– because it turns out that Gemini CAN!

After Atlanta-based Rigel Gemini premiered the video for his femme-forward song “I Can’t,” YouTube abruptly removed it based on a complaint from an online troll. Now, more than a month later, Gemini is relaunching the video to counteract the sentiment that caused the claim in the first place, namely homophobia, and transphobia.

Rigel Gemini’s recognizes that the relaunch of his video comes at a time where there are much more significant and more critical stories. However, since the underlying issue of the removal was fueled by homophobia and transphobia, it still has relevance. 

“I do not want to put my story before others, so please prioritize stories of black lives. Since this is an issue targeted at LGBTQ+ people, since the video includes many queer and trans people of color, and since the video was uplifting for so many, I wanted to share while timely.”

The music video, which featured celebrities Alyssa Edwards and Gia Gunn, was getting substantial momentum and reached 110K views on YouTube and over 100K plays on Spotify. The cast of the video included an army of influencers, family, and friends jamming out to the video. A celebration of queer and trans culture and community, the video quickly went viral during the 2020 quarantine. Shot as a “Zoom”-style party, the video features individuals dancing, lip-syncing, and spreading the sassy message of “I Can’t.”

With no response from YouTube when the video was reported or after the video was taken down, Rigel was devastated that something he had poured his entire life into and that he had invested a substantial amount of savings could vanish from the internet right as it was reaching its peak. There have been reports from other YouTubers that recent complaints and removals have especially targeted LGBTQ+ content creators.

“I was shocked. The video was removed a few days before my birthday, so that was extra sad. I had spent weeks preparing the song and building the video with a cast of 15 amazing people, including some of my icons and queer and trans people of color from the community. The video was a celebration, and it was getting such a positive response from the queer and trans community for spreading joy in a time of darkness, that is the COVID-19 pandemic and quarantine. It was crazy to me how much power these social media companies have over the lives of artists and creators… with the click of a button. No rules were broken, nothing was done incorrectly, so it was really unfair and unfortunate.”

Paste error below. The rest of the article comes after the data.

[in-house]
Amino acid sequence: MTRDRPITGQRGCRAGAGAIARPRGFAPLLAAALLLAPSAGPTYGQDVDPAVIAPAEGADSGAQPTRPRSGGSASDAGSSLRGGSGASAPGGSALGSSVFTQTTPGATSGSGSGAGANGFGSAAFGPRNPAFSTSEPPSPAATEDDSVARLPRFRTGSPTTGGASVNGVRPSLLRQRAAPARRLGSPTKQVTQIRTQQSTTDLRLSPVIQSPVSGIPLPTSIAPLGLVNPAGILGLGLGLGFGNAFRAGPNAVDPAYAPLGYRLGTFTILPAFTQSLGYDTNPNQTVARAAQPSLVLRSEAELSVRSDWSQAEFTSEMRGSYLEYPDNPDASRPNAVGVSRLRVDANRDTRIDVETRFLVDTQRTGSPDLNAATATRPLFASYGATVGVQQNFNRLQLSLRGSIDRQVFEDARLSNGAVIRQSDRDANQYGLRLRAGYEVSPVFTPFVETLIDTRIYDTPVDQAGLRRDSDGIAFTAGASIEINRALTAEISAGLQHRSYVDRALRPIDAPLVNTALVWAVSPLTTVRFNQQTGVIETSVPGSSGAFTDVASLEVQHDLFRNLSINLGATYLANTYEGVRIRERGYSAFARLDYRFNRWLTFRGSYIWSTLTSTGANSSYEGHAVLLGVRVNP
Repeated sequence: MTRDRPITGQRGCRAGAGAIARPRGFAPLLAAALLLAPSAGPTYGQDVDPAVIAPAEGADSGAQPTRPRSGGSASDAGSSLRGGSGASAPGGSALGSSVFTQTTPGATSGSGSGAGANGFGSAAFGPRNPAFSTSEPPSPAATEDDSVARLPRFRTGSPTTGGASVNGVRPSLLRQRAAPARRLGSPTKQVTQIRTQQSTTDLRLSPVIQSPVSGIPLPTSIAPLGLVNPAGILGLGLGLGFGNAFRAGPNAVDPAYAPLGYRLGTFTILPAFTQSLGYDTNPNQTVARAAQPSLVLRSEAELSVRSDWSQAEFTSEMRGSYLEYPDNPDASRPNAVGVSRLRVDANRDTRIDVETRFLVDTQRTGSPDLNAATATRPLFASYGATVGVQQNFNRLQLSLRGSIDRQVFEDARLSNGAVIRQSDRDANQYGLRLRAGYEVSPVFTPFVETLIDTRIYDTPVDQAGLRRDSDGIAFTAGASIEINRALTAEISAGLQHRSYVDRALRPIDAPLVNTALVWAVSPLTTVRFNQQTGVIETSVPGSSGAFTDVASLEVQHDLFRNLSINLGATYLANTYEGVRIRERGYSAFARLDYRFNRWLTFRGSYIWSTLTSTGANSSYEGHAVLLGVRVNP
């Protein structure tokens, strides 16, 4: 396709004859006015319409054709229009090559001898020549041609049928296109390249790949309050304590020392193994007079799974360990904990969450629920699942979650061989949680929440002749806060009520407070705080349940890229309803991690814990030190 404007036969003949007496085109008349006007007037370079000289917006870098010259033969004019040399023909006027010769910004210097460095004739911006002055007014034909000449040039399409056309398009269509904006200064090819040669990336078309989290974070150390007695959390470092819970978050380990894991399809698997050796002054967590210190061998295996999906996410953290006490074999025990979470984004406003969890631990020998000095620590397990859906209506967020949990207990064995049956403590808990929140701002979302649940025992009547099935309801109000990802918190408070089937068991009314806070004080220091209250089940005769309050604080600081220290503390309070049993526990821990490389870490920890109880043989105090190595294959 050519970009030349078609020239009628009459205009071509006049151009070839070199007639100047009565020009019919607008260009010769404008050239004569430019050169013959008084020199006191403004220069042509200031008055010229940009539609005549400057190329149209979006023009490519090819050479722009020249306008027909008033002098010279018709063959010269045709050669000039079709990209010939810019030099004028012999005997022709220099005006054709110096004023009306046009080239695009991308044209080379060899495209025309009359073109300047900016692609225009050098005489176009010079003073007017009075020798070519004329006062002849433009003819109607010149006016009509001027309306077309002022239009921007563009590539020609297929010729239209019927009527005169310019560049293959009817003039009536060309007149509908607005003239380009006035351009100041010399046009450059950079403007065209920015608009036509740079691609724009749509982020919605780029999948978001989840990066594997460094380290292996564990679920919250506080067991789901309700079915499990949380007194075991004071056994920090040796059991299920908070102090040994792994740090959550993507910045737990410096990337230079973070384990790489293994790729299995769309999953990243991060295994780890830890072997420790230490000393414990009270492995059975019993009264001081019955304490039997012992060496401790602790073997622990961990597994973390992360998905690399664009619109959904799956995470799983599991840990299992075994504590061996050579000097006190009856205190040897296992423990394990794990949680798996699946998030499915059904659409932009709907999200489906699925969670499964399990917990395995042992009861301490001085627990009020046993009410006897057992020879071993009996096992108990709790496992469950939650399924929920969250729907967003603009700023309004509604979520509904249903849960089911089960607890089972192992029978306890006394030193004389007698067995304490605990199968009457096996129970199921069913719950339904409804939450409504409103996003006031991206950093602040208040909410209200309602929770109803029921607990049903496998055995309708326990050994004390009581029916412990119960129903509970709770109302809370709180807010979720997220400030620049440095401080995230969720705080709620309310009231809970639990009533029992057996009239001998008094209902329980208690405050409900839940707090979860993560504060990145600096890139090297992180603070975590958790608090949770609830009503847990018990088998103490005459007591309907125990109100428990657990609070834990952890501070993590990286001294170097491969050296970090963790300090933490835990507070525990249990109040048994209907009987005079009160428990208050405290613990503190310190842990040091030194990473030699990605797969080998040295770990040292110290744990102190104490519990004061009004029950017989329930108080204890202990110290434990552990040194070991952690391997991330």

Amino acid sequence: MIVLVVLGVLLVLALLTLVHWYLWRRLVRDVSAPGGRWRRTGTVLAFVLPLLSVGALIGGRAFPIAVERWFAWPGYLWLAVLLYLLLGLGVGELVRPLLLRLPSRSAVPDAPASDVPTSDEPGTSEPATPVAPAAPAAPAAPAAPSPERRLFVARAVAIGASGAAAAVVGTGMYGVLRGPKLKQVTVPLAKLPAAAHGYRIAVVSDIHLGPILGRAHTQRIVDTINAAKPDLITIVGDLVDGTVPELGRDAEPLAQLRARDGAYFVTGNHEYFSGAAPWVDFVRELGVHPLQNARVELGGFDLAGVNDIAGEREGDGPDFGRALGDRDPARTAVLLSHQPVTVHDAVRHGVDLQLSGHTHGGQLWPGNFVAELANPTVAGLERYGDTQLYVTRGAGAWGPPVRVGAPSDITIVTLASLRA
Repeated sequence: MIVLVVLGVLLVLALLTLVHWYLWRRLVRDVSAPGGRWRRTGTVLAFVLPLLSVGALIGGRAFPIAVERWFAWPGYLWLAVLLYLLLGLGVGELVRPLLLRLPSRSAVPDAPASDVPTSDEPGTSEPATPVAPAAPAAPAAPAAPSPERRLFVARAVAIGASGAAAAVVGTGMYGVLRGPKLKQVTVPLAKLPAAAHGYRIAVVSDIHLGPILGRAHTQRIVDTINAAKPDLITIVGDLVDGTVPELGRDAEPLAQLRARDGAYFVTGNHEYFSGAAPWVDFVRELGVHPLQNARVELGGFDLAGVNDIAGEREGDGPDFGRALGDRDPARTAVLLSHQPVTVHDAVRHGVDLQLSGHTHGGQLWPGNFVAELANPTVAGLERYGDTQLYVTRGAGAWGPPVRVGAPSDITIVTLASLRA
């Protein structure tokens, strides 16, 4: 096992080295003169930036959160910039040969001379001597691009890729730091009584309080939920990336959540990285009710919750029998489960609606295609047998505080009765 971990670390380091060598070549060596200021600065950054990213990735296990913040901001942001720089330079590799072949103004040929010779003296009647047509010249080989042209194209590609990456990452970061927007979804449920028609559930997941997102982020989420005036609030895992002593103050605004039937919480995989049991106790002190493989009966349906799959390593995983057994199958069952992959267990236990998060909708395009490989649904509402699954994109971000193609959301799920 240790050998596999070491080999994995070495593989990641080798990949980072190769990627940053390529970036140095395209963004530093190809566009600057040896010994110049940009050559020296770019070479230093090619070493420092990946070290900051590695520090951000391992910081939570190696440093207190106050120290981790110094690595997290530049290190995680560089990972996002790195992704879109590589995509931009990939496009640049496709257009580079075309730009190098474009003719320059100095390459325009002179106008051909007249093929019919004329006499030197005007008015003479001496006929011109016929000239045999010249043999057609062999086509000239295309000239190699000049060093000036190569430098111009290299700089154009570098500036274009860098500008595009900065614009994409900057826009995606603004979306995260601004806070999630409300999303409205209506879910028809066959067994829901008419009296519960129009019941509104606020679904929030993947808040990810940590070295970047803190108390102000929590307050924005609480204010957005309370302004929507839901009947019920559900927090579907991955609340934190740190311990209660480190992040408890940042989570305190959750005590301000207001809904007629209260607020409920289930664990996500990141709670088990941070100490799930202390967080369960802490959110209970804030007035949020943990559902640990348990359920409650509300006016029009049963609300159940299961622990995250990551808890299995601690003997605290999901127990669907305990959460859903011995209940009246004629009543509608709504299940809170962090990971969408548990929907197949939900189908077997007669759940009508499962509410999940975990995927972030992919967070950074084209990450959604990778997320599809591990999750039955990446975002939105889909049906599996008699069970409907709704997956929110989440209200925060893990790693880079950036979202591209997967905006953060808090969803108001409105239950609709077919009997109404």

“A troll who made themselves known to me did not like the video because, in my opinion, they are homophobic and transphobic. They called the video sexualized and inappropriate. The person was not connected to the video. It was a privacy complaint, but I had talent releases for absolutely everyone in the video. YouTube never even allowed me to appeal or provide my side of the story, so I had no options.”

Very much in tune with the positive message of the song, Gemini decided to say that ‘I Can’t’ with YouTube’s lengthy complaint and appeal process and took it upon himself and his team to re-release the video. “I can’t get caught up in the upset of the moment, I just need to try to bring this video back into the world.”

After being down for nearly a month, the video is now available on all streaming platforms, including YouTube, and you can catch the “I Can’t” video right here on PeachATL.com.